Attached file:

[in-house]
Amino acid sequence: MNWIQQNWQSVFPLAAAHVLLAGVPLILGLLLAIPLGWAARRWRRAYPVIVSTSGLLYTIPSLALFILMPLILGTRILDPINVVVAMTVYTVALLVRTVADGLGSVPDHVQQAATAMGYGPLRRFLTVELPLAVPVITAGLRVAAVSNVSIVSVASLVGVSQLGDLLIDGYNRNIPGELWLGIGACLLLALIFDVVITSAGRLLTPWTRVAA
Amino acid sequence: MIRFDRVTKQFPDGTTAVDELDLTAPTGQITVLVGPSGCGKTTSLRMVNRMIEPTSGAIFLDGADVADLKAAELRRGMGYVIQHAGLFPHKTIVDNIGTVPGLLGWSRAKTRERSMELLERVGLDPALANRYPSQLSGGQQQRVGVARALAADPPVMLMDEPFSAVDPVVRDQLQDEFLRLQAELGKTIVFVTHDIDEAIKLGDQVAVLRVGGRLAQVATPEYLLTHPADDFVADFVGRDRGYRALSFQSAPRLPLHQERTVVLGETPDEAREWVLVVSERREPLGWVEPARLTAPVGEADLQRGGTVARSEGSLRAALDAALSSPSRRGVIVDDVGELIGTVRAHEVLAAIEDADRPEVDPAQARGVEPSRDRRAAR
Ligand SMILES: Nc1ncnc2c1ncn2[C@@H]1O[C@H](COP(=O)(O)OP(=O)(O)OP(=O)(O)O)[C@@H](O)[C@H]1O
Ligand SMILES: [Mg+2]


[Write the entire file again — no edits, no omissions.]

[in-house]
Amino acid sequence: MNWIQQNWQSVFPLAAAHVLLAGVPLILGLLLAIPLGWAARRWRRAYPVIVSTSGLLYTIPSLALFILMPLILGTRILDPINVVVAMTVYTVALLVRTVADGLGSVPDHVQQAATAMGYGPLRRFLTVELPLAVPVITAGLRVAAVSNVSIVSVASLVGVSQLGDLLIDGYNRNIPGELWLGIGACLLLALIFDVVITSAGRLLTPWTRVAA
Amino acid sequence: MIRFDRVTKQFPDGTTAVDELDLTAPTGQITVLVGPSGCGKTTSLRMVNRMIEPTSGAIFLDGADVADLKAAELRRGMGYVIQHAGLFPHKTIVDNIGTVPGLLGWSRAKTRERSMELLERVGLDPALANRYPSQLSGGQQQRVGVARALAADPPVMLMDEPFSAVDPVVRDQLQDEFLRLQAELGKTIVFVTHDIDEAIKLGDQVAVLRVGGRLAQVATPEYLLTHPADDFVADFVGRDRGYRALSFQSAPRLPLHQERTVVLGETPDEAREWVLVVSERREPLGWVEPARLTAPVGEADLQRGGTVARSEGSLRAALDAALSSPSRRGVIVDDVGELIGTVRAHEVLAAIEDADRPEVDPAQARGVEPSRDRRAAR
Ligand SMILES: Nc1ncnc2c1ncn2[C@@H]1O[C@H](COP(=O)(O)OP(=O)(O)OP(=O)(O)O)[C@@H](O)[C@H]1O
Ligand SMILES: [Mg+2]